Matter of Adoption of Baby Child

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700 P.2d 198 (1985)

102 N.M. 735

In the Matter of the ADOPTION OF a BABY CHILD, a minor, Alfred PINO, Pueblo of Laguna, Intervenors-Appellants, v. NATURAL MOTHER, prospective adoptive parents, Appellees.

No. 8190.

Court of Appeals of New Mexico.

April 30, 1985.

Anthony F. Little, Indian Pueblo Legal Services, Bernalillo, for intervenor-appellant Alfred Pino.

*199 Alan R. Taradash, Nordhaus, Haltom, Taylor & Taradash, Albuquerque, for intervenor-appellant Pueblo of Laguna.

Jane G. Printz, Paskind, Lynch & Printz, P.A., Albuquerque, for appellees prospective adoptive parents.

George F. Stevens, Albuquerque, for appellee natural mother.



Intervenors, Alfred Pino (father) and the Pueblo of Laguna (Pueblo), appeal the children's court's failure to grant their motion to reopen the court's judgment and order (1) determining that father had waived his consent to the baby's adoption, and (2) decreeing that the prospective parents may adopt the child. Finding that the trial court lacked jurisdiction, we reverse.

On May 13, 1983, prospective parents petitioned the court to decree that they might adopt the child. The child was born two days earlier on May 11. The child was born out of wedlock to a Pueblo mother and father. The mother signed a consent to adoption, acknowledging the father's paternity by affidavit.

Subsequently, the Pueblo and father moved to intervene in the adoption proceedings, and moved to dismiss them on the ground that the children's court lacked jurisdiction under the Indian Child Welfare Act (the Act), 25 U.S.C. §§ 1901-1923 (1982). The court denied their motions to dismiss but granted their motions to intervene.

The Pueblo's and father's application for a writ of prohibition from the New Mexico Supreme Court on the jurisdictional issue was denied. The Pueblo and father sought review of the denial of the writ in the United States Supreme Court. During the pendency of this appeal, the United States Supreme Court noted probable jurisdiction. However, we are led to believe that a decision is not likely until next term.

On May 9, 1984, the prospective parents moved the court to waive the consent of the father to the adoption. A hearing on the motion was originally set for May 25, 1984, but that date was vacated. The hearing was reset for July 31, 1984. Attorneys for the Pueblo and father received notice of the July 31 setting by letter from opposing counsel, but never received notice from the court. At the July 31st hearing, neither the father nor the Pueblo appeared; the court ordered that the motion to waive father's consent be granted. On the same day, the court entered a final decree of adoption.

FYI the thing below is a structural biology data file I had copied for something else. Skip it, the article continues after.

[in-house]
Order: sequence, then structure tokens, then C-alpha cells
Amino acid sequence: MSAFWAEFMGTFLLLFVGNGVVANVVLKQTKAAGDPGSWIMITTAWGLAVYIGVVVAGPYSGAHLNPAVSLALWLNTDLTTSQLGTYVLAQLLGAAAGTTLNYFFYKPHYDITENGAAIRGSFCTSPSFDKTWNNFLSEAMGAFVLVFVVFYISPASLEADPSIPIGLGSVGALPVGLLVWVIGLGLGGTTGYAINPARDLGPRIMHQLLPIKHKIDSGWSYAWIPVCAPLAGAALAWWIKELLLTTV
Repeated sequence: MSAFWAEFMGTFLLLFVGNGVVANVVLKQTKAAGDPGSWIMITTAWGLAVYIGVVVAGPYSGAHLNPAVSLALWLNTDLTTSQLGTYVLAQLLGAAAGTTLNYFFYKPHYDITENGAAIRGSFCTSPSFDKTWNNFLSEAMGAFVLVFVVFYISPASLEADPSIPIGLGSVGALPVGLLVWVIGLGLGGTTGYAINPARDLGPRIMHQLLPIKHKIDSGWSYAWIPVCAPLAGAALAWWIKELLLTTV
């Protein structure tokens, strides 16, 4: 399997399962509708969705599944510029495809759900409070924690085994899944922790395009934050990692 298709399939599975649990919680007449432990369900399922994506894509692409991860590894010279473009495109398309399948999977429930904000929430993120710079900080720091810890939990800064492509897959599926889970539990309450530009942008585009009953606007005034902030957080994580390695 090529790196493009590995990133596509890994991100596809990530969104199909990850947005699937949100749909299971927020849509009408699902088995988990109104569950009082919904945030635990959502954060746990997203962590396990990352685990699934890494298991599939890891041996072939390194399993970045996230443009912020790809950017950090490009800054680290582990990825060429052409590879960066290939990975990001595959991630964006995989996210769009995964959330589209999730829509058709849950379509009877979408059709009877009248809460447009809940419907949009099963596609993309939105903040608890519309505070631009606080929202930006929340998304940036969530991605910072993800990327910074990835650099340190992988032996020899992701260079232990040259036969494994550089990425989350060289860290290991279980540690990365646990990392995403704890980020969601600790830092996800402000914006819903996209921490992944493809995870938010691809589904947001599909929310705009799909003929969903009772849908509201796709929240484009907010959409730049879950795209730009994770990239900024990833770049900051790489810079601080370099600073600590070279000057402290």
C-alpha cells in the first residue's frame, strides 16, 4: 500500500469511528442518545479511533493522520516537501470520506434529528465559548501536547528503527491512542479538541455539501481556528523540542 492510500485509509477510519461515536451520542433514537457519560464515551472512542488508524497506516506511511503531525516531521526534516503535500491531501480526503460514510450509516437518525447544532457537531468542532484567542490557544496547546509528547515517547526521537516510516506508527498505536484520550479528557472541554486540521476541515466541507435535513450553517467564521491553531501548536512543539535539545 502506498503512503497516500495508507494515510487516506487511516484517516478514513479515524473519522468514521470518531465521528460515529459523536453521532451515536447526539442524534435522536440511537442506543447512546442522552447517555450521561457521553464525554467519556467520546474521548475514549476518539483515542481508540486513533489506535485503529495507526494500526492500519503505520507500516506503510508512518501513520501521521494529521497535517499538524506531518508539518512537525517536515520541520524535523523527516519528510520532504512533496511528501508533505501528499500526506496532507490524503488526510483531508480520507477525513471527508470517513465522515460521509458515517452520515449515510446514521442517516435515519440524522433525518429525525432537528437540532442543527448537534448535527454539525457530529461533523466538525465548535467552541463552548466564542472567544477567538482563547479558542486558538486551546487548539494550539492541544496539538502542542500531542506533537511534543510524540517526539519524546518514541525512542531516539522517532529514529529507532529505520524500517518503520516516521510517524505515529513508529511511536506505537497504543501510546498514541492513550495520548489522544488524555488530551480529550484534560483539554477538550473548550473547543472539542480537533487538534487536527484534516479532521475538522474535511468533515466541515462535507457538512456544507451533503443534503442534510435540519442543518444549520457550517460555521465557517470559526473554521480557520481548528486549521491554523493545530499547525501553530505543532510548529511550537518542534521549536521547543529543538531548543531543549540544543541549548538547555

Counsel for the father and Pueblo did not learn of the entry of the final decree of adoption and waiver until August 9 or 10, 1984, when they received a "courtesy copy" of the order from opposing counsel. They subsequently moved the court for an extension of time in which to file an appeal and, alternatively, for relief from the judgment under NMSA 1978, Civ.P. Rule 60(b) (Repl. Pamp. 1980). The children's court denied both motions. Only the Rule 60(b) issues and an issue concerning notice of entry of a default judgment are presented for decision in the briefs on appeal; other issues are abandoned. State v. Vogenthaler, 89 N.M. 150, 548 P.2d 112 (Ct.App. 1976).

The dispositive issue is whether the children's court erred in not granting appellants' motion under Rule 60(b)(4) to vacate the judgment because it was void for lack of jurisdiction. Before discussing the jurisdictional issue, we discuss the Supreme Court's denial of appellants' earlier request for a writ of prohibition against the children's court.

In State v. Sisneros, 98 N.M. 201, 647 P.2d 403 (1982), defendant pled guilty pursuant to a plea agreement. The trial court initially placed him on probation, but agreed to reconsider the sentence upon motion by the state. Defendant sought a writ of prohibition from the Supreme Court to prevent the trial court from reconsidering the sentence. The court granted the writ, later quashed it, and remanded the case for proper sentencing. Defendant appealed, after the court sentenced him to a term of years, to this Court, which held that the *200 second sentence violated the plea agreement. We reinstated the first sentence of probation. The Supreme Court noted that, when it sent the case back to the trial court for proper sentencing, it implicitly determined that the probation was illegal. The decision on the writ of prohibition that is, the implicit determination that the probation was illegal became law of the case and could not be reexamined by the Court of Appeals on appeal.